Whole Foods Market reaped quite a harvest of favorable publicity last week with its announcement that it would no longer sell live lobsters or soft-shelled crabs from in-store holding tanks.
Perhaps in the world of crustaceans this is cause for celebration, but the news doesn't represent an unmitigated triumph for the creatures since Whole Foods still intends to sell them in their frozen and cooked state.
Indeed, lobsters were ditched only after a couple of alternatives were tried in some stores in an effort to find a way to keep them. One was to move tanks out of customer reach so the lobsters wouldn't be harassed by children tapping on the glass; the other - implausible as it seems - was to test "lobster condos" consisting of lengths of pipe laid in the water to offer them refuge.
Evidently, none of that was sufficient to placate shoppers who complained that of all food retailers, Whole Foods was not the one that should sell live lobsters. In a statement, John Mackey, the chain's chief executive officer, told customers, "We place as much emphasis on the importance of humane treatment and quality of life for all animals as we do on the expectations for quality and flavor."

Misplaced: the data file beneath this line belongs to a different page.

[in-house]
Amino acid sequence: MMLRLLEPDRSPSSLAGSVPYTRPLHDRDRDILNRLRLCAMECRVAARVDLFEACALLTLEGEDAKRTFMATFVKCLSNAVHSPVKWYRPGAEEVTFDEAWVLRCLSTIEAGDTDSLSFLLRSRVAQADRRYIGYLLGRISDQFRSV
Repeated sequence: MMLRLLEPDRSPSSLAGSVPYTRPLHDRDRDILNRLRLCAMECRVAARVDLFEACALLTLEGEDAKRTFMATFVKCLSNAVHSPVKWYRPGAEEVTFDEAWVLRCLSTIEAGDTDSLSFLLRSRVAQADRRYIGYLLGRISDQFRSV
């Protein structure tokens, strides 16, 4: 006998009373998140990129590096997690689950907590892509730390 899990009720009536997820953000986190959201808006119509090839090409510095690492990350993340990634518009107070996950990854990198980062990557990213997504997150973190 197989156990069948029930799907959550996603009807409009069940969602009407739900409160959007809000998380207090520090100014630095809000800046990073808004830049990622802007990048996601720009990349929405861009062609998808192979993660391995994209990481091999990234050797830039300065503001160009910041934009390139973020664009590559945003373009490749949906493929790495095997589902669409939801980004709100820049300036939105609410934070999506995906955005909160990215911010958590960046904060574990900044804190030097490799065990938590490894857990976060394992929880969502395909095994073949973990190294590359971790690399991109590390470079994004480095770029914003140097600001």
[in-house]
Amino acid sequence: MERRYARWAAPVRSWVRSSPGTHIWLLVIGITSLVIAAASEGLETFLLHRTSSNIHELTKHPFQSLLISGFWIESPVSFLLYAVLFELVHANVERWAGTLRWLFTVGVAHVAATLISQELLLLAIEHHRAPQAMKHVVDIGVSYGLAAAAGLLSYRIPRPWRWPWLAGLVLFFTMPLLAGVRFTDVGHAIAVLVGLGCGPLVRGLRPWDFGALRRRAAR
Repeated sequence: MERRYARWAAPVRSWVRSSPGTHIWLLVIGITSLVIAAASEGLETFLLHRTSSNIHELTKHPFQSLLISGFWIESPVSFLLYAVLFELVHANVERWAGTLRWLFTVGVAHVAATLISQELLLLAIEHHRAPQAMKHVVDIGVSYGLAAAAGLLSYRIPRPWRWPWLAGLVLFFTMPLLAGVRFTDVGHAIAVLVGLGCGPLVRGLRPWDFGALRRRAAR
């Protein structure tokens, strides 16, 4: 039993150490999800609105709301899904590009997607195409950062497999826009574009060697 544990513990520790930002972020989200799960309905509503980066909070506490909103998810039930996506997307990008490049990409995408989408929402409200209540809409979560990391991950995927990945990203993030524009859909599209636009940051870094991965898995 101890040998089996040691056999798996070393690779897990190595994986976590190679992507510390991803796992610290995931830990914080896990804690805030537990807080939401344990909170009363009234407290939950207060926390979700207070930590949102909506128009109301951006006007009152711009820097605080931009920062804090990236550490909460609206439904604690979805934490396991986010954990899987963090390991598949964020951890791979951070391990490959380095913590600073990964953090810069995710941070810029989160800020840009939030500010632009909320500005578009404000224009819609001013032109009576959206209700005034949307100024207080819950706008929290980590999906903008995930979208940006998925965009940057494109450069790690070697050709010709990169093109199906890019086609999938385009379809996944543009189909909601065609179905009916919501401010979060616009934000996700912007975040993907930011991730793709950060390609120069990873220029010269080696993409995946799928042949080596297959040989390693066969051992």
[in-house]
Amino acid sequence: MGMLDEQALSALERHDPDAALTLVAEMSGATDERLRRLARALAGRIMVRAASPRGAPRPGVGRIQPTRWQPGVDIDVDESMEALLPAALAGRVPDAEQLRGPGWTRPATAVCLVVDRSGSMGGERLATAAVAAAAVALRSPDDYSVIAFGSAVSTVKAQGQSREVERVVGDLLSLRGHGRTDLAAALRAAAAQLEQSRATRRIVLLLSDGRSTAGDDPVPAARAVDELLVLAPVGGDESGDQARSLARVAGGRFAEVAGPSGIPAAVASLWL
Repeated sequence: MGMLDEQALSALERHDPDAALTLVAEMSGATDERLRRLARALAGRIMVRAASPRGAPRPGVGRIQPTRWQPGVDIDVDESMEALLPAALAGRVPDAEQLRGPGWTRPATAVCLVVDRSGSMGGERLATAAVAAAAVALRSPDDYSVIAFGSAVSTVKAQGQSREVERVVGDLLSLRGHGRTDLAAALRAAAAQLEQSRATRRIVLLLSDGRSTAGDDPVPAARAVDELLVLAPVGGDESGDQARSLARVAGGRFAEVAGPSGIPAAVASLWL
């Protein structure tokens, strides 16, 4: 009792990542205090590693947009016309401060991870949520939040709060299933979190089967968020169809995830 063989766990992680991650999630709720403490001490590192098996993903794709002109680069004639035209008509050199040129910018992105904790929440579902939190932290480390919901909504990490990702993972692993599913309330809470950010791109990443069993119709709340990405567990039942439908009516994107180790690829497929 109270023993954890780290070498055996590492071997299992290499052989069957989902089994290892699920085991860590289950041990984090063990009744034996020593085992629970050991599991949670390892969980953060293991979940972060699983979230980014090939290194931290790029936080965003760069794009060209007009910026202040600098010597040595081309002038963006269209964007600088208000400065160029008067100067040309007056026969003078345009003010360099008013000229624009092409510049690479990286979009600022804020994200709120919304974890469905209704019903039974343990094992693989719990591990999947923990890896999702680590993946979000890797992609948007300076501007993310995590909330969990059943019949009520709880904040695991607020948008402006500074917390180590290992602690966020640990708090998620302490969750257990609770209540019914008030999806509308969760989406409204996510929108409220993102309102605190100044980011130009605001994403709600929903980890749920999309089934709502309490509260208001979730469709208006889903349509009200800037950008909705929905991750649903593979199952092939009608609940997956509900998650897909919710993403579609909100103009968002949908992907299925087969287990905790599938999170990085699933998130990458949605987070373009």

The lesson to be learned from this is that in retailing, when it's necessary to make a change, tout that change as a high-value development, and do so in a style that will resonate with the core shopper base.
Live lobsters are an increasingly slow-moving category, so many supermarkets have removed lobster tanks without a thought about using the occasion to generate publicity. According to a news article in the Chicago Tribune, Jewel abandoned live lobsters eight years ago. Several weeks ago, Safeway quit selling live lobsters too, probably becoming the largest chain to eschew the product. Safeway didn't gain much of a halo effect because the decision was styled in straightforward business terms: They didn't sell well, so out they went.
One chapter in the saga of the missing lobsters points out a fact about consumer thinking, though. It's quite evident that in recent years squeamishness about food's pre-processed and living form has increased. Few consumers would think of raising their own chickens in the back yard to ultimately slaughter and consume, even though that was a common practice a couple of generations ago. To some degree, that's the fate befalling lobsters, one of the few remaining food products that customers frequently see alive. Doubtless, lobsters are destined to become a specialty and restaurant product.
The other chapter in this saga has to do with the onset of what might be considered ethical food. That's because there is increasing consumer pushback against supermarkets and restaurants that offer product seen as endangered. That's why orange roughy has vanished from many store cases and menus.
Similarly, in the United Kingdom, Asda, the supermarket chain owned by Wal-Mart Stores, has pledged to discontinue the sale of North Sea cod next month because stocks are nearly fished out. Wal-Mart itself intends later this year to offer MSC-certified fish in North America. That certification is granted by the Marine Stewardship Council, London, to fisheries that hew to certain standards of sustainability.